Constant muscle spasms and drowsiness could be signs of a more serious condition – NiT

Constant muscle spasms and drowsiness may be signs of a more serious condition

Cataplexy is associated with another sleep disorder that experts say has been exacerbated by lockdowns.

You’ve probably woken up in the middle of the night feeling like you’re falling or standing on the edge of a precipice. Although relaxed during sleep, the body responds with one or more brief spasms that wake it up. When these involuntary muscle contractions occur during the day, they are associated with a state of extreme drowsiness and may indicate that it is time to seek medical attention.

Sleep is essential for the proper functioning of the body. A bad night’s sleep has happened to (almost) everyone: the alarm clock rings and you realize right away that you haven’t slept enough. Dark circles, yawning and that tired body feeling. It is easy to guess that the day that has just begun will not be easy. If there’s only one, it’s not really a problem. But sometimes there’s something deeper going on, especially when our nighttime sleep patterns don’t allow us to get enough rest. When this problem is associated with the low levels of a hormone – hypocretin – the more likely you are to start experiencing symptoms of a sleep disorder-related condition, cataplexy.

“Episodes of this disease occur during wakefulness, due to the sudden loss of muscle tone, i.e. people lose strength in the muscles, a feature of the REM phase of sleep,” explains psychotherapist Tânia Annes at NiT. He continues: “Usually we have to go through non-REM phases before the REM (Rapid Eye Movement) phase, but due to a sleep regulation problem caused by low levels of the hormone hypocretin, a person with cataplexy can go through stages of sleep without even falling asleep, i.e. the person is awake and seems to suddenly fall into a deep sleep, no matter what they are doing or where.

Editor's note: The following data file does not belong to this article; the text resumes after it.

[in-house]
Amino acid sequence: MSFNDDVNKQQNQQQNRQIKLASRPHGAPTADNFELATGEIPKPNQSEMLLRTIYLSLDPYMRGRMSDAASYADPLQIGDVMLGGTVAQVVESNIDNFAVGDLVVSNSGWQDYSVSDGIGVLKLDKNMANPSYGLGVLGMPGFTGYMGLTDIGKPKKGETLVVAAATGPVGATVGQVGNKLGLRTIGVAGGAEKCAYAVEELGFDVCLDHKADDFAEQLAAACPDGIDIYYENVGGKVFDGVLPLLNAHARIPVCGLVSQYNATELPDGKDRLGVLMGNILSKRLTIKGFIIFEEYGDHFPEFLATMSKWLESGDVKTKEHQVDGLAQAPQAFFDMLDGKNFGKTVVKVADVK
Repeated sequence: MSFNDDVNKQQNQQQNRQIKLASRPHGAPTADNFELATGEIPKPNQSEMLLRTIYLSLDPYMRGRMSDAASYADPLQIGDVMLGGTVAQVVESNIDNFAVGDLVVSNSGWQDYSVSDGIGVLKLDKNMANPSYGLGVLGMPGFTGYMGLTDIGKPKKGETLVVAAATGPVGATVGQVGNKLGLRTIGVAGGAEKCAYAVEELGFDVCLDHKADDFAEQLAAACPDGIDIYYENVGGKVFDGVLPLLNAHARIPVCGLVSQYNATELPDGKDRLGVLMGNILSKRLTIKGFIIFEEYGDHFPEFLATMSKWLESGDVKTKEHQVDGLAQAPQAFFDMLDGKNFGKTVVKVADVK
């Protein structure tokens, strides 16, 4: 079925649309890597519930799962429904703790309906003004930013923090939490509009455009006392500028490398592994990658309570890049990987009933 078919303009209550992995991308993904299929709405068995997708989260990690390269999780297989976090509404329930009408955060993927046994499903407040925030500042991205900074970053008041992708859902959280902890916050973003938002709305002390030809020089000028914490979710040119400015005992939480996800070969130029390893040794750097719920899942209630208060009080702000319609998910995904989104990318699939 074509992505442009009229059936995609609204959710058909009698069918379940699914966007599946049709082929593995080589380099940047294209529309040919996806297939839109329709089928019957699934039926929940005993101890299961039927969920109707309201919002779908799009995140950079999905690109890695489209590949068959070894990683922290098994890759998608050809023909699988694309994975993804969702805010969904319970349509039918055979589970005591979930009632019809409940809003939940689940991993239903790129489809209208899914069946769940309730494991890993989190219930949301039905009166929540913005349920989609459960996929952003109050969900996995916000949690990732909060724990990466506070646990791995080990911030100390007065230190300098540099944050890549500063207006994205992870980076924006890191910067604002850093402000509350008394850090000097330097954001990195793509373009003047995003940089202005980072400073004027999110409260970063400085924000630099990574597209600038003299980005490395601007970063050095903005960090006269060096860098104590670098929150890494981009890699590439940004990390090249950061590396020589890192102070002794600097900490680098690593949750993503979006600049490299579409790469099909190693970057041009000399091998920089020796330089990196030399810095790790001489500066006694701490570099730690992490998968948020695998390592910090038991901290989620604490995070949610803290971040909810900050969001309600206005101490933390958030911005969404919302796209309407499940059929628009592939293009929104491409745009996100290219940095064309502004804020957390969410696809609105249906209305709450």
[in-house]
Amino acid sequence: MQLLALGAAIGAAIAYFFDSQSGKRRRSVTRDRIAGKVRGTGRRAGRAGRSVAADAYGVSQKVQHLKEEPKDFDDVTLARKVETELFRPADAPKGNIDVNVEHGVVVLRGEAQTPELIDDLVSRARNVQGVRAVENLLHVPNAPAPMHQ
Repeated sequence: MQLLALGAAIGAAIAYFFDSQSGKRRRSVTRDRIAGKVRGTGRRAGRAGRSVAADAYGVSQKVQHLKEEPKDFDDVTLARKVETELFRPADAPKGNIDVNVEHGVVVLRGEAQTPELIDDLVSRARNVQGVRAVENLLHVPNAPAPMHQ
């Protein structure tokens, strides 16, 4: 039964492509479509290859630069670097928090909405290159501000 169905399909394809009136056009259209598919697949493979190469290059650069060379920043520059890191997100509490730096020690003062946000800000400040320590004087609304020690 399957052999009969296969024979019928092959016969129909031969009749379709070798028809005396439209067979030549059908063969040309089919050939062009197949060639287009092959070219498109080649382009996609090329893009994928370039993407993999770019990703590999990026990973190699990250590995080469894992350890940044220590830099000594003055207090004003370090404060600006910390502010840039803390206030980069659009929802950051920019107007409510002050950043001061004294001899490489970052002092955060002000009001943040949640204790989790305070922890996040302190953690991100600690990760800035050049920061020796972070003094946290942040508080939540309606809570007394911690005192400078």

This problem then ends up triggering symptoms such as weakness, droopy eyelids, a feeling of paralysis of the facial muscles, difficulty speaking and even a feeling of fainting, but without your eyes closing completely. In extreme cases, the person may fall.

Signs and treatments

Cataplexy affects both sexes in the same way. It usually appears before the age of 25, but it can appear at any other stage of life. Episodes can be triggered by strong emotions such as fright, surprise, a moment of anger, fear or even anxiety.. However, experts believe that this neurological problem is triggered by a hormonal crisis, as it occurs when the hormone hypocretin is very low.

These episodes, usually lasting less than two minutes, occur without warning and can be very dangerous. “People can drive and lose control of the car; if they are standing or sitting, they can fall and hurt themselves”, emphasizes the specialist in psychotherapy. The frequency can vary: a few times a year or several times a day.

This condition is associated with another neurological disease, narcolepsy, another sleep disorder. “About 75% of people with narcolepsy have episodes of cataplexy, which is often the first symptom,” explains Tânia Annes. And this disease is not so rare. According to the Rare Disease Database, “one in two thousand people have this disorder” and many more are thought to go undiagnosed.

Successive confinements may have increased the risk of developing this disease. According to a study published in April 2021 in the journal “Pub Med”, being in quarantine can worsen many symptoms of narcolepsy, including cataplexy.

“There is no cure, but there is a treatment that uses drugs to control the hormonal part in order to avoid these more serious episodes of the disease”, explains the specialist. However, for this a precise diagnosis must be made, which is sometimes complicatedbecause the mildest symptoms are usually very similar to other pathologies, such as dizziness and vertigo.

“What worries me a lot in these cases are the psychological problems that these people develop”, reveals Tânia Annes. As it is a life-limiting condition for people, because they are afraid that the episodes will occur at the least opportune times, they end up taking refuge at home and losing quality of life. “It’s really limiting and embarrassing,” he concludes. The best thing to do, in case of suspected diseases related to sleep disorders, is to consult a doctor, advises the psychotherapist of the Clínica da Mente.

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